|Not Actually the Bathroom|
|first Arden morning|
|dirty Arden face|
|Sisters walking home after a little Arden tea party|
|happy Arden day|
The family just returned from a week in Arden and while a week feels long enough to sleep in sandy beds, deal with temperamental and primitive plumbing and battle the vicious horseflies, my heart is aching a little. Because every week in Arden could be the last and because Arden is my heart. I have been going there every summer since I was 2. My dad's ashes are scattered on the Canadian Shield shore line, my parents got married there and I exist because Arden exists. My grandmother swam races in that long deep lake and met my grandfather on the very beach my kids scurried across last week. Arden was once a fancy pants resort built in the 1930's and there was a tennis court and there was a dining room and there was my grandmother, a poor abandoned girl from Toronto who was working as a mother's helper. Someone lost an anchor in the lake and my movie star beautiful grandma dove to the bottom of the lake to tie the rope to pull the precious piece of metal back up. Because we were smart then and didn't live in a world where things were disposable. My grandpa heard about this pretty pretty girl and came across the highway to meet her and they loved each other, conditionally, for 58 years. Now there are just a smattering of white falling down clapboard cottages circling a bay and connected by little dirt roads.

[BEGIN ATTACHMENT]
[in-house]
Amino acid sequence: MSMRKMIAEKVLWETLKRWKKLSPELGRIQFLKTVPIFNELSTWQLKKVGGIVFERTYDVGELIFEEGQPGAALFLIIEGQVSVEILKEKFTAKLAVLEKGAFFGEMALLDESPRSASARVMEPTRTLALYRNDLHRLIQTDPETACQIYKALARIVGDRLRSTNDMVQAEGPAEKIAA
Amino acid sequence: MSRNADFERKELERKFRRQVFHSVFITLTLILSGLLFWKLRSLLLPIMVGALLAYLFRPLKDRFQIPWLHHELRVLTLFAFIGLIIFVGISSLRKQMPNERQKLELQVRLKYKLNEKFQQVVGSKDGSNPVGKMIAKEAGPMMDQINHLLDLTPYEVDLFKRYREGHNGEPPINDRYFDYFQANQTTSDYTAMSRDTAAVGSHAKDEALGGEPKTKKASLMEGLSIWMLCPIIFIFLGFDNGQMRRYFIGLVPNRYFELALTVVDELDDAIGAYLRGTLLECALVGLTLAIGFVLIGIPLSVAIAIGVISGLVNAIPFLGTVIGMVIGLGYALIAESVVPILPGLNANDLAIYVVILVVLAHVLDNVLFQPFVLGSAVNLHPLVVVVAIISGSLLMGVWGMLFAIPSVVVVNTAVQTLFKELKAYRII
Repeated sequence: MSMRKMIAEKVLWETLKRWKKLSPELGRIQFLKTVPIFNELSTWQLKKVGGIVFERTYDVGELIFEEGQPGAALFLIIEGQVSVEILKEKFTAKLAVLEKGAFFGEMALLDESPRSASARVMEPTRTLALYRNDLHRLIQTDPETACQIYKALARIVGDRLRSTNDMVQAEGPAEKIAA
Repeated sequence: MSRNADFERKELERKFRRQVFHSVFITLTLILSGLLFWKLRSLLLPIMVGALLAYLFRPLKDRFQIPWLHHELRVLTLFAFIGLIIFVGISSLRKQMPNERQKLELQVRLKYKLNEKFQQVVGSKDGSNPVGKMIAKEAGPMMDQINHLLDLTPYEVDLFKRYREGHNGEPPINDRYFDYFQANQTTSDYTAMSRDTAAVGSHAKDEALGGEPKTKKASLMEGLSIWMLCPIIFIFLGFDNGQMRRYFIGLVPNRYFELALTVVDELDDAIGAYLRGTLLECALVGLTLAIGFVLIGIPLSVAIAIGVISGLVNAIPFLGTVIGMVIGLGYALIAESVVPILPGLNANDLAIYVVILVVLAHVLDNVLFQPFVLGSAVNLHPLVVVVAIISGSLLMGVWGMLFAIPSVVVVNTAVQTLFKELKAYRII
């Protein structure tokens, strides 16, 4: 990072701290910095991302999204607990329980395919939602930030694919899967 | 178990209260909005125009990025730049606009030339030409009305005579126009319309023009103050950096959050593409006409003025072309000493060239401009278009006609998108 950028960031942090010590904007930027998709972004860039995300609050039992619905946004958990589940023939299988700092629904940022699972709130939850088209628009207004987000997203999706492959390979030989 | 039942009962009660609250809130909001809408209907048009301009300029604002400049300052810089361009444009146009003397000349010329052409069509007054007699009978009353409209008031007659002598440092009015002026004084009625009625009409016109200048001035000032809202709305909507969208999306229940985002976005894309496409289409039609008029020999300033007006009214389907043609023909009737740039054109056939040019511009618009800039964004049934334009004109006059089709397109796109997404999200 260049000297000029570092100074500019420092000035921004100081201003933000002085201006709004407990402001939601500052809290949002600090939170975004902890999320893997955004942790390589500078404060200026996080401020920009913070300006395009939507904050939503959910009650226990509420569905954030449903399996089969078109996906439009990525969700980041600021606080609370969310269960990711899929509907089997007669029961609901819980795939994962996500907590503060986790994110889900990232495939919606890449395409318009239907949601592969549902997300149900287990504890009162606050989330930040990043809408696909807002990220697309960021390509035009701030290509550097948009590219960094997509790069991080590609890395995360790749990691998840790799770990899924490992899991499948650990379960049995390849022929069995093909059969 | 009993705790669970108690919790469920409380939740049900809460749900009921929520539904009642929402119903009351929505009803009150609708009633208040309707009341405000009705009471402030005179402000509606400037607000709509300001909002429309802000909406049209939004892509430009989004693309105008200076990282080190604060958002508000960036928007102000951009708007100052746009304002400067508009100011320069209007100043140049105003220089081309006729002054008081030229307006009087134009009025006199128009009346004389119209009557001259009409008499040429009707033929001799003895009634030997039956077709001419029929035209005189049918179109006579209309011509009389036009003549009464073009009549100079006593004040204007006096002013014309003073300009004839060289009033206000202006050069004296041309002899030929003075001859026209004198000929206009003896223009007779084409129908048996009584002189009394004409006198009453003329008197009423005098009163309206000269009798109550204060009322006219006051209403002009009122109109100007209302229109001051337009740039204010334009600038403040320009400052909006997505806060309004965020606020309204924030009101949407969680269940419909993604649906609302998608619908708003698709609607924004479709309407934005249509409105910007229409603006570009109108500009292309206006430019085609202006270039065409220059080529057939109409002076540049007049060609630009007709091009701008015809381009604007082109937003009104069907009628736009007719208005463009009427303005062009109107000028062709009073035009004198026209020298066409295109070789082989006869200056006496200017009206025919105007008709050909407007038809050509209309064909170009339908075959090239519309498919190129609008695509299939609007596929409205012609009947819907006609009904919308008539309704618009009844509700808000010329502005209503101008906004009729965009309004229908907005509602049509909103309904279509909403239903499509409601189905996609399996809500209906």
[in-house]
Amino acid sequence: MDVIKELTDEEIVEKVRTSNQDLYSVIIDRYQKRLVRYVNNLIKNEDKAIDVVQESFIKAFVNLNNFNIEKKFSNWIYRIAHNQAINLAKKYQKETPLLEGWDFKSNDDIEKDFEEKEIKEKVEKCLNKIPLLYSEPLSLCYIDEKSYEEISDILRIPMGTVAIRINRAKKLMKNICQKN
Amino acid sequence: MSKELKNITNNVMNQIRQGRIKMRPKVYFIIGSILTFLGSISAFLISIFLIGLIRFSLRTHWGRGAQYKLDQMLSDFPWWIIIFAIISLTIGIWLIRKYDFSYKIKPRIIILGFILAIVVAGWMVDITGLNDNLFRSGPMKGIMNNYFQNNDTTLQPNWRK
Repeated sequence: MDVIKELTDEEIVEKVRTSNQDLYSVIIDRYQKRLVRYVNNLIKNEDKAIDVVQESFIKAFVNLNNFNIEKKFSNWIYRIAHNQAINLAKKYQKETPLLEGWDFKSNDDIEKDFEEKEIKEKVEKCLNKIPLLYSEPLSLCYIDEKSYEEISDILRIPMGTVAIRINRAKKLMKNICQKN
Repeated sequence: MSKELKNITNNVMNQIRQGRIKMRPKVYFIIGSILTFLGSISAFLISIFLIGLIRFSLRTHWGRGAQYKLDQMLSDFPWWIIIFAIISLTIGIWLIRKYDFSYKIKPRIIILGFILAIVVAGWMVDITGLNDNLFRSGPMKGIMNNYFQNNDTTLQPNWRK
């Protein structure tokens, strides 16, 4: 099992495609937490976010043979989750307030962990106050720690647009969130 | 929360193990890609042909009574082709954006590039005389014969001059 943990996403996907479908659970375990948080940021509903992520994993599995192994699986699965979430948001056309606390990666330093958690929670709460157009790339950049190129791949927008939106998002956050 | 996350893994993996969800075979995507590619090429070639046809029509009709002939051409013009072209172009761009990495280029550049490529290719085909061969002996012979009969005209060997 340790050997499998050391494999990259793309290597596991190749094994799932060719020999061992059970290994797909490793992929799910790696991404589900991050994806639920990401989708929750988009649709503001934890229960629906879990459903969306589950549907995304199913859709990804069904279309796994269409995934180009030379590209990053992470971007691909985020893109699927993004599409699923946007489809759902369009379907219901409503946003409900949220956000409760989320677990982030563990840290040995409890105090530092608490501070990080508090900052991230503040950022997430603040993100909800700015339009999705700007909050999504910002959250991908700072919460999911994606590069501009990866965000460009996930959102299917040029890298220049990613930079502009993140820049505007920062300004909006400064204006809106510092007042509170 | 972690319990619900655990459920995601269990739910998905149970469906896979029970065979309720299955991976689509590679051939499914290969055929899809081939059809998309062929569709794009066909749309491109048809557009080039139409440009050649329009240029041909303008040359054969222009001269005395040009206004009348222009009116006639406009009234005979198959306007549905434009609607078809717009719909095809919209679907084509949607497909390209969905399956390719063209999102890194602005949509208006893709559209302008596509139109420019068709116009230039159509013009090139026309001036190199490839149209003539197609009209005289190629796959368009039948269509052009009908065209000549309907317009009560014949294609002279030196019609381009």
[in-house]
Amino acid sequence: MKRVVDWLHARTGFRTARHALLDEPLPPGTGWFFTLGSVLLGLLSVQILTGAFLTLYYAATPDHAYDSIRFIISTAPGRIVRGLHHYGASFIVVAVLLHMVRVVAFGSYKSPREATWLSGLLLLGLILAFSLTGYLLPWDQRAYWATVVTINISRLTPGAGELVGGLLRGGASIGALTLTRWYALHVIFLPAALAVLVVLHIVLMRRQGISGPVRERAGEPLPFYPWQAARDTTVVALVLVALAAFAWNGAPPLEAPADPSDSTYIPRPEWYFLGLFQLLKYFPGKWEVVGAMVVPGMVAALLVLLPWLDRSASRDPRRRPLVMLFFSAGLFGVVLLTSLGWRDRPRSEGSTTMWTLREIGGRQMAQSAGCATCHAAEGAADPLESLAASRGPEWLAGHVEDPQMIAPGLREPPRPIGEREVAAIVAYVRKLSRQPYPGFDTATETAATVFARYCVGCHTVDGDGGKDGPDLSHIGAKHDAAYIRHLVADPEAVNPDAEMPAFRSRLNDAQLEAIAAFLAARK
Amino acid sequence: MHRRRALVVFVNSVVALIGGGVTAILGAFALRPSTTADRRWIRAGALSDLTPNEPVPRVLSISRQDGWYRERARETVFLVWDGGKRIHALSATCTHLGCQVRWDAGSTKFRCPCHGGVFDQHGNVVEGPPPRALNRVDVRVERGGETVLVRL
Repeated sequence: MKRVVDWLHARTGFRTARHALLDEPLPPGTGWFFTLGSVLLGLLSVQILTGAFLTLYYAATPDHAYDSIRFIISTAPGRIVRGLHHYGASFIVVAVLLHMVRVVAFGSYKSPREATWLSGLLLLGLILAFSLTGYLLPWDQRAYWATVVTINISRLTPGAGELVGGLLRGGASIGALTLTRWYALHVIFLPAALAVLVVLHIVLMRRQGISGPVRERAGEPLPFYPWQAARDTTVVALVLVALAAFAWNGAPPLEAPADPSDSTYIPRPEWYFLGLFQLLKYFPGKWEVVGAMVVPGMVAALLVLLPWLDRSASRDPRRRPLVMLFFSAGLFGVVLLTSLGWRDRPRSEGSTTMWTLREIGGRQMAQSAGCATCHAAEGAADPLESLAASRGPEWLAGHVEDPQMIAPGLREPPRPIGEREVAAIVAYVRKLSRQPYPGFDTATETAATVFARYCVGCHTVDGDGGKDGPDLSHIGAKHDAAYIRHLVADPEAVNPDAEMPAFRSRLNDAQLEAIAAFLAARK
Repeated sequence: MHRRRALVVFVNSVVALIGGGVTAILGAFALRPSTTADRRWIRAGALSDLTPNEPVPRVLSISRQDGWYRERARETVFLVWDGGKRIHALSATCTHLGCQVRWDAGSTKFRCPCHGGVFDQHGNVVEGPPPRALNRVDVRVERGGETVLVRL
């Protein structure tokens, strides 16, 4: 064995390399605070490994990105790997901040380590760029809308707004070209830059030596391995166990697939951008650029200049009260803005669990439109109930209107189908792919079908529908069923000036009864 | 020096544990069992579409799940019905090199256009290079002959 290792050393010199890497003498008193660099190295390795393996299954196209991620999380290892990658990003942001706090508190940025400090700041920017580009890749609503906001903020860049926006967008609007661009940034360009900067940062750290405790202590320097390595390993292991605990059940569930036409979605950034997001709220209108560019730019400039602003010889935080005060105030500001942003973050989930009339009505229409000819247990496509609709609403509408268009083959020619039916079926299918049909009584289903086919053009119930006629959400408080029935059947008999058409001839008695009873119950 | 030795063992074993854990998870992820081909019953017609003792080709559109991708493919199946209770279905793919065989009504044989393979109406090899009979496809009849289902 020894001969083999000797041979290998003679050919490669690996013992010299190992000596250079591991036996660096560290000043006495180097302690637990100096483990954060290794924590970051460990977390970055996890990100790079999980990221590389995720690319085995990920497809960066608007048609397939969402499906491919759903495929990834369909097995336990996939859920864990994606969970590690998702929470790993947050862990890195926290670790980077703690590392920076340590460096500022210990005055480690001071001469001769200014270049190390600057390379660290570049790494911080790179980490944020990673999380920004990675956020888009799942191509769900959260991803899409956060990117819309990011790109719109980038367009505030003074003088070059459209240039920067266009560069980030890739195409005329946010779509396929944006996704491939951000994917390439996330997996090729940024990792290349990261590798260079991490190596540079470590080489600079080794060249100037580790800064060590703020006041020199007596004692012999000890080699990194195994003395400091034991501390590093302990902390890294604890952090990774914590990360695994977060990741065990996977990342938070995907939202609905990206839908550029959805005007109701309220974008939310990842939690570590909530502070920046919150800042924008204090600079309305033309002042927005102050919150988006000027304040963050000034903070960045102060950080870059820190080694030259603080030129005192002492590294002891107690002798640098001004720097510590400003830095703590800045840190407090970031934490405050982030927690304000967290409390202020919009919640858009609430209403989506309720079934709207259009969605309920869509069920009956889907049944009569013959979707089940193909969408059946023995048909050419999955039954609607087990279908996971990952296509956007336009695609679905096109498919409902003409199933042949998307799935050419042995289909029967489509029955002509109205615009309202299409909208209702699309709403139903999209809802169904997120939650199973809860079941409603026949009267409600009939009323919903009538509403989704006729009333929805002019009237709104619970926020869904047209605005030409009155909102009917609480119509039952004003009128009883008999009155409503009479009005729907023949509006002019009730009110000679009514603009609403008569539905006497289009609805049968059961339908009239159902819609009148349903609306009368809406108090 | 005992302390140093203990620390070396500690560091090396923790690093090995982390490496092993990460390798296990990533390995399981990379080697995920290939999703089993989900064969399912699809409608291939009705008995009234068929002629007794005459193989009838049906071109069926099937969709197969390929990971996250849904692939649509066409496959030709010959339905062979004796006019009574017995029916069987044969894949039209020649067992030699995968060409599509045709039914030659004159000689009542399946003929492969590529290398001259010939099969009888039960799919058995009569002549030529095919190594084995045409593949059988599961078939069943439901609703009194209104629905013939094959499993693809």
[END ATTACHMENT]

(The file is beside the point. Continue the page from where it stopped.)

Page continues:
I have walked barefoot on those dirt roads for 35 years and my feet know those roads. They know where the smooth stones are and where the ground is hollow when you stomp.
And I want with all my heart for my kids to learn these things. To have adventures and catch frogs and jump off the bridge and wonder if there might be a secret cave under their own little feet. But the resort was divided up in the '70s and is slowly being sold off and is becoming private, like everywhere beautiful. There are only a handful of rental cottages left; and they are for sale. Someone will buy them and they will become more private space and we will lose Arden forever and my heart will break a little bit. It will break again for my grandma, who lives in that water. It will break again for my dad who lives in the buildings he once maintained and it will break for my kids who will lose so much.
|The little girls on "the log"|
Oh Arden, I know you...